UKRAINIAN VILLAGE — A new website is gathering information on relief efforts, events, rallies and other initiatives organized around the Chicago area to support Ukraine.
Ukrainegiving.info was recently launched by Jeff Chapman, a Clarendon Hills resident who wanted to make it easier for people to support Ukraine after finding it challenging to do so earlier this year.
When Russia invaded Ukraine in February, Chapman was eager to contribute to aid efforts. But he didn’t know where exactly to go, or which organizations to trust.
Eventually, he made a donation through the Selfreliance Credit Union, a Ukrainian bank based in Ukrainian Village. But Chapman wanted to streamline the process for himself and others.
“I’m in the Chicago area, and I wanted to give some money to support Ukraine. I’m not Ukrainian, but I wanted to help them financially. And I didn’t know where to go,” he said.
Chapman also kept hearing about rallies and other events to support Ukraine after the fact in the news, when it was too late to attend them.
So, with the help of a few other volunteers, Chapman launched Ukraine Giving to act as a central hub to find events and fundraisers across the Chicago area, as well as charities and nonprofits on the ground in Ukraine.
“I just got the idea that wouldn’t it be great to put a website together to alert people in advance for some of these issues,” Chapman said.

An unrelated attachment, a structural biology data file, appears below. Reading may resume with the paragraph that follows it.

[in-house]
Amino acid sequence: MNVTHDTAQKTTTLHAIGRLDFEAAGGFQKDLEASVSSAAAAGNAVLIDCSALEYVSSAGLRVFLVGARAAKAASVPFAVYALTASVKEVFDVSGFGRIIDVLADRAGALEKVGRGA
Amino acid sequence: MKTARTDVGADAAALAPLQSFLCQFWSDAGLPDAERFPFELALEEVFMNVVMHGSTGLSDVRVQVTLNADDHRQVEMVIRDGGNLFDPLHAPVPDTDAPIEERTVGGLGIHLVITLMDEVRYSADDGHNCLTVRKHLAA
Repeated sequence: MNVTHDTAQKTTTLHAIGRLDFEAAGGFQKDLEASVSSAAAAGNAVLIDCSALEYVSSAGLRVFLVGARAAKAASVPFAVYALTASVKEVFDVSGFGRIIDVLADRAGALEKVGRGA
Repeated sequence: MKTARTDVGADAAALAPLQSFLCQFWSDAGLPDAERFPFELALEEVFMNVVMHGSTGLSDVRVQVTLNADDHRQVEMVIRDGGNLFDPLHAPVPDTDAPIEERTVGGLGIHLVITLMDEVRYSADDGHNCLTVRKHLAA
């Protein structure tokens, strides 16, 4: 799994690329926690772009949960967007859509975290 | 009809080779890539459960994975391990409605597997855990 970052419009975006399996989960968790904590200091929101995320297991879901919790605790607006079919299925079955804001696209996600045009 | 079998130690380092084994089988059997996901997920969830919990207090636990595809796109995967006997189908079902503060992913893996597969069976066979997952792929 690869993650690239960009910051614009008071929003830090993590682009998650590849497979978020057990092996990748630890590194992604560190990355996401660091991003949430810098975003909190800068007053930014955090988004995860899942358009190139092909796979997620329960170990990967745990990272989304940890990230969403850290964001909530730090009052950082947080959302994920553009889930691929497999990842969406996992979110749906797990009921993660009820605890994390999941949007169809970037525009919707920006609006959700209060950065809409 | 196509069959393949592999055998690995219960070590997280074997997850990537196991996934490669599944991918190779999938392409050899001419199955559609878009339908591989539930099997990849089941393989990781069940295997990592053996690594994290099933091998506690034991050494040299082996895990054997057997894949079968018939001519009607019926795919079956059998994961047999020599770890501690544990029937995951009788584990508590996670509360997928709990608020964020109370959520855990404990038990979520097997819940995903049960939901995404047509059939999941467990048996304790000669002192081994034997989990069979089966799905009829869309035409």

Events on the website’s calendar include big dollar fundraisers, golf events, benefit concerts, and bar meetups. All of them share the central mission of raising money for Ukraine.
Chapman said he finds the events from various online sources, but is also encouraging people to add their own. Anyone hosting an event or fundraiser can submit information here.
The website also includes a list of more than 60 agencies working to organize aid efforts in Ukraine. The groups range from well-known nonprofits like Doctors Without Borders to smaller ones based in the Chicago area. Chapman has included links to information about each organization’s finances, so donors can vet them before giving money.
For Chapman, Ukraine Giving is a way to keep the war in the public conversation, more than three months after Russia’s invasion. He likened the situation to the 1930s, when Hitler was rising to power and the world failed to act.
“I think that’s the ultimate question: Why should Americans care? And if we believe in what we say, if we believe in democracy, then we have to be helping the Ukrainian people,” he said.
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